TORONTO — A campaign to reduce inappropriate use of health care in Canada is calling for more prudent prescribing of sleep aids among seniors.
Choosing Wisely Canada says about one third of people over age 65 are using sleeping pills, even though the drugs are particularly risky for older adults.
The group says that what’s more, the pills don’t offer substantially longer or better quality sleep.
The chairwoman of the campaign, Dr. Wendy Levinson, says there are safer ways for seniors to get more sleep.
The recommendation is one of dozens Levinson’s group is releasing aimed at educating patients and doctors about inappropriate use of health care.
Levinson says the goal is to get both sides of that dynamic to understand that some commonly ordered tests and procedures are often used unnecessarily.
“People think more is better. Patients think that they need testing and they don’t understand that testing can actually be … harmful,” Levinson said in an interview.
“Sixty per cent of doctors say that they over-ordered tests that they think are not needed at all because patients request them. So that’s MRIs or X-rays for lower back pain, it’s antibiotics when they’re not needed.”
The Choosing Wisely campaign involves more than two dozen medical specialty groups and associations which have drawn up Top 5 lists of tests, procedures or practices common to their specialty that really ought not be done. Suggested by members of the specialty, the items on the list were subjected to an evidence review to determine that it was indeed safe to urge doctors and patients to avoid this or reduce the frequency of that.
Examples including ordering a panel of blood tests every year as part of an annual physical, even for patients with no particular risk factors for the conditions for which they are being screened. In fact, the group advises against annual checkups, saying physicals are important but should be done on a more sporadic basis.
Levinson says another recommendation is that doctors not order bone density tests more frequently than every two years, because bone density doesn’t change that fast.
“Thirty per cent of the bone density (tests) in Ontario were ordered within two years,” she notes. “That’s a staggering number.”
On the issue of sleeping pills for seniors, the group points out the potential side-effects of the pills pose real risks to older adults. They include next-day drowsiness, increased risk of car accidents, constipation, trouble urinating and falls and hip fractures.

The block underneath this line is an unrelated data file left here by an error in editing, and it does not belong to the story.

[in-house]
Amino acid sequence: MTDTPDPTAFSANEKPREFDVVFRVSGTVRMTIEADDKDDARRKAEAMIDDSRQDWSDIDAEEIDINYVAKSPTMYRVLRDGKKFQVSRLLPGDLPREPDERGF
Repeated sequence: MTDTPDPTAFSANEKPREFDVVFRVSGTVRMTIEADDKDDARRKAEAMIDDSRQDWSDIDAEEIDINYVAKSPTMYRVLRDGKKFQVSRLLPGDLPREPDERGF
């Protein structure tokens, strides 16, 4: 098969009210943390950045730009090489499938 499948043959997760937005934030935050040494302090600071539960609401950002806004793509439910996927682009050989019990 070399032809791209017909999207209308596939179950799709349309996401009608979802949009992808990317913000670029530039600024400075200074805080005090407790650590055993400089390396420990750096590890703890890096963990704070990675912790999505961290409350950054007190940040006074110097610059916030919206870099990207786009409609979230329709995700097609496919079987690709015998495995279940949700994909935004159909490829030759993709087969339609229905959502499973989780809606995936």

“The ads may promise lots of blissful sleep, but studies show those who use sleeping pills only sleep a little longer and better than those who don’t,” Levinson says.
“Seniors and their doctors should look hard at non-drug treatments just as they should be holding healthy conversations generally about unnecessary testing and treatment.”
Alternatives measures to improve sleep include regular exercise and avoiding consumption of caffeine after 3 p.m. or even earlier.
The Choosing Wisely campaign started in the United States and was brought to Canada by Levinson, who was a member of the U.S. campaign’s board. The work here has garnered international attention, with a number of other countries starting their own Choosing Wisely programs.
Levinson says the OECD — the Paris-based Organization for Economic Co-operation and Development — is watching the program and planning to incorporate measures of the efficacy of the efforts into its assessments of member states’s health-care systems.
Closer to home, the program is also leading to change, Levinson says.
She notes that Toronto’s North York General Hospital has embedded the recommendations into its electronic ordering system. As a result, any doctor on the system who orders something advised against by Choosing Wisely — sleeping pills for a patient who is over 65, for example — would get a notice that the program advises against that drug, test or procedure for that particular patient.